first law of thermodynamics
qânun-e naxost-e garâtavânik
Fr.: première loi de la thermodynamique
The total energy of a → closed system is constant. This means that energy can be changed from one form to another, or transferred from one system to another, but it cannot be created or destroyed. A mathematical formulation of the first law is: δQ = δU + δW, where δQ is the heat transferred to the system, δU the change in internal energy (resulting in a rise or fall of temperature), and δW is the work done by the system.
second law of thermodynamics
qânun-e dovom-e garmâtavânik
Fr.: deuxième loi de la thermodynamique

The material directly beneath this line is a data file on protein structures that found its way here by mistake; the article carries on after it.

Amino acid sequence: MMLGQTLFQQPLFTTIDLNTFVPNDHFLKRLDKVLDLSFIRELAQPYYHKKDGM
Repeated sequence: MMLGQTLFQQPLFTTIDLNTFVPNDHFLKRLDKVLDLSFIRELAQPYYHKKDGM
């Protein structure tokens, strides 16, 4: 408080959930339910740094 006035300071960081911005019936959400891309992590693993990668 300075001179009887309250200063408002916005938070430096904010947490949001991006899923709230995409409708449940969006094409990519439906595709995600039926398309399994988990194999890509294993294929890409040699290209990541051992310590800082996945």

1) Heat cannot be transferred from a colder to a hotter body without some other effect, i.e.
without → work being done. Expressed in terms of
→ entropy: the entropy of an
→ isolated system tends toward a maximum and its
available energy tends toward a minimum.
Fr.: thermodynamique statistique
Same as → statistical mechanics.
A branch of physics concerned with the relations between heat and other forms of energy and how these affect temperature, pressure, volume, mechanical action, and work.
third law of thermodynamics
qânun-e sevom-e garmâtavânik
Fr.: troisième loi de la thermodynamique
The → entropy of an idealized state of maximum order is zero at the temperature of → absolute zero. Another version of this law: As a system approaches absolute zero, all processes cease and the entropy of the system approaches a minimum value.
zeroth law of thermodynamics
qânun-e sefrom-e garmâtavânik
Fr.: loi zéro de la thermodynamique
Two objects that are in → thermal equilibrium with a third object will be in thermal equilibrium with each other.